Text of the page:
German startups suffer a chronic shortage of venture capital when they need it most: in the growth period that follows their launch, when they’re trying to get their product or service to market.
State development bank Kreditanstalt für Wiederaufbau (KfW) estimates that there’s a funding gap of €500 million to 600 million per year ($574 million to $689 million).
“We want more company founders in Germany. We need to catch up internationally,” Economics Minister Peter Altmaier said on Tuesday. To that end, he announced the launch of KfW Capital, a public venture capital unit of KfW tasked with investing €2 billion in new companies over the next 10 years and invigorating the sluggish German venture capital market.
KfW Capital will deploy funds from the Marshall Plan, formally known as the European Recovery Program, a US economic stimulus initiative launched in 1948 to help rebuild Western Europe’s war-shattered economies. The German parliament voted to redistribute the funds and double KfW’s capital.
The venture capital sector welcomed the move. “Setting up KfW Capital and increasing the capital are an important step,” said Ulrike Hinrichs, head of the German Private Equity and Venture Capital Association (BVK).
To emphasize its aim to get close to the private venture capital scene, the management of KfW Capital includes investment experts from the private sector such as Jörg Goschin, who ran the startup fund of private equity group Maschmeyer.
An EY study showed that German startups managed to collect some €2.4 billion in funding in the first half of 2018, the second highest in Europe behind Britain’s €3.1 billion. But that’s only the first step. The market often fails to provide the necessary follow-on financing and in many cases, private equity firms only become interested again when a company is up and running and doing well.
KfW Capital will bundle existing government development programs for startups and put the money in funds that invest in startups. That will it to support startups without having to scrutinize every business model itself.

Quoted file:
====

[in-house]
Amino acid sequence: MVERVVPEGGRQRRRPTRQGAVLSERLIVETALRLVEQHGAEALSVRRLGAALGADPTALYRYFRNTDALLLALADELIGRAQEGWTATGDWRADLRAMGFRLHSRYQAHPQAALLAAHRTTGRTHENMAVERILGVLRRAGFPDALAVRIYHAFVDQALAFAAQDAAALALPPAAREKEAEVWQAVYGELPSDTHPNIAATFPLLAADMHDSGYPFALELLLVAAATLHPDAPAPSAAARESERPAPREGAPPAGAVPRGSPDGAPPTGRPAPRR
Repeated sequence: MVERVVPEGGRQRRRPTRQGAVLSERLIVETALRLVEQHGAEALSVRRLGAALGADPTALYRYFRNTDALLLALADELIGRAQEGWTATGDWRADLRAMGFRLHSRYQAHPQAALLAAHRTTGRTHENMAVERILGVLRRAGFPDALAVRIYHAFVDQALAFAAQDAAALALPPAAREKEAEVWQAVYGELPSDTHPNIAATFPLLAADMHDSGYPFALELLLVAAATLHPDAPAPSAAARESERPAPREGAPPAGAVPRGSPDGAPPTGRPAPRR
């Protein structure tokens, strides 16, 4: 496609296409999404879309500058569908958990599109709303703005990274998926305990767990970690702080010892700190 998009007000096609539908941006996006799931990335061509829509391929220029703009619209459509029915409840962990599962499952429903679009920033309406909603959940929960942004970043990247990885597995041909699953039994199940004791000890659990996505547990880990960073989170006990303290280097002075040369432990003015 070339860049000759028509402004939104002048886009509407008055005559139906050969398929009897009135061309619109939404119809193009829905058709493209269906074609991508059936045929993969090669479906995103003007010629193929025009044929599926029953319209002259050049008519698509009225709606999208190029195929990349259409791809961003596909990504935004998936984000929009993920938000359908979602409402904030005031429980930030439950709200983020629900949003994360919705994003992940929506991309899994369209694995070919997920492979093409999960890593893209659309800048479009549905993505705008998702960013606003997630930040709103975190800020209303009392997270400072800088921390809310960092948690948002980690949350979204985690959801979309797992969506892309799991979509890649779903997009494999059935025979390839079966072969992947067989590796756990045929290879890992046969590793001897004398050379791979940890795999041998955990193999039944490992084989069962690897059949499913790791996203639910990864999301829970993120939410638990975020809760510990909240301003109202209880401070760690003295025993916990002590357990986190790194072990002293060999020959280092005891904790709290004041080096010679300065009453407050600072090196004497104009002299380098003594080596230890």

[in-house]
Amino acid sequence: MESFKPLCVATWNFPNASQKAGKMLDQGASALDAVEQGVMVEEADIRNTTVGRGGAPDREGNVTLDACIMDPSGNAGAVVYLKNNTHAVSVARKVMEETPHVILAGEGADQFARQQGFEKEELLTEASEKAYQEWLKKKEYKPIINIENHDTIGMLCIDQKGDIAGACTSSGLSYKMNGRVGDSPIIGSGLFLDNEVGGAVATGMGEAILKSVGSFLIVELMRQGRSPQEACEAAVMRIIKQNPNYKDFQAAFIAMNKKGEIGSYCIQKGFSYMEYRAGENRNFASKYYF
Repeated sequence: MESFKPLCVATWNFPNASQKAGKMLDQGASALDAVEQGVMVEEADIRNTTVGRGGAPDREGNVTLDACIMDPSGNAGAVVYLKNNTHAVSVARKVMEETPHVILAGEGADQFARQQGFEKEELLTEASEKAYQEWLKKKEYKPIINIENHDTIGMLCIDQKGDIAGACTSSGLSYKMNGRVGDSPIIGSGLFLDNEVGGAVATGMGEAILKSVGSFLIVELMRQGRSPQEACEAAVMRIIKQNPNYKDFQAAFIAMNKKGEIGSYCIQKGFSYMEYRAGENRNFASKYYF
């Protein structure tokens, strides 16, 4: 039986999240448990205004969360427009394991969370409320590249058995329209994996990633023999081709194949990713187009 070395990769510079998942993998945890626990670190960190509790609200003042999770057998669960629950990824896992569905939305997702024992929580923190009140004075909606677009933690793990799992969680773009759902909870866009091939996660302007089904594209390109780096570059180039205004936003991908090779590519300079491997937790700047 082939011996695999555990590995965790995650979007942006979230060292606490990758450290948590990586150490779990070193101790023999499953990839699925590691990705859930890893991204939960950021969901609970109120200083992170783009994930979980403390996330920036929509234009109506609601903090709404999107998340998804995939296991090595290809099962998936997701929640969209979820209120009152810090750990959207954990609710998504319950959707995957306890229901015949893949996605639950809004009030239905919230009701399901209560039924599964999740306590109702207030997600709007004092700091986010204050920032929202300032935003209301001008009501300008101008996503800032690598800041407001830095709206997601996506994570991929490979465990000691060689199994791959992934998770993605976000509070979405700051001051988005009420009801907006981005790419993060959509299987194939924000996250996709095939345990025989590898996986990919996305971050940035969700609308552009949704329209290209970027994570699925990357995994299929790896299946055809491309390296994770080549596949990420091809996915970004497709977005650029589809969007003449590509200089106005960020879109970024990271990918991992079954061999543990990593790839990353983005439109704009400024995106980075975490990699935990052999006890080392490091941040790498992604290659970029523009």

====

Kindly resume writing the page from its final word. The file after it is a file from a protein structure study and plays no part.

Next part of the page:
By providing public funds for a startup project, KfW Capital intends to encourage private investors to follow suit. Patrick Beitel, co-founder of venture capital firm Digital + Partners, said KfW could act as a trailblazer. “An investment should be a stamp of quality that private institutional investors can follow,” he said.
KfW Capital has set itself an upper limit for investments. “We can co-finance venture capital funds with a maximum of 20 percent of their fund volume or €25 million at most,” said Mr. Goschin.
Creating an outsourced KfW unit made sense because it will be subject to fewer regulations than the development bank.
But one problem remains, and German startup founders are partly to blame for it, said Mr. Goschin. US startups tend to receive bigger sums in their financing rounds than their German counterparts, simply because they ask for more. In many cases, the Germans don’t want to take in major sums because they’re reluctant to dilute their own stakes. But the situation is short-sighted because it forces German startups to drum up fresh capital every 12 to 18 months, said Mr. Goschin.
“Founders in the US tend to a bit more entrepreneurial,” he said. They collect more money per round and thereby give themselves more time to focus on growing the actual business.
Michael Verfürden is a correspondent for Handelsblatt in Düsseldorf. Peter Köhler reports on banks, private equity firms, venture capital and corporate funding from Frankfurt. To contact the authors: m.verfürden@handelsblattgroup.com, firstname.lastname@example.org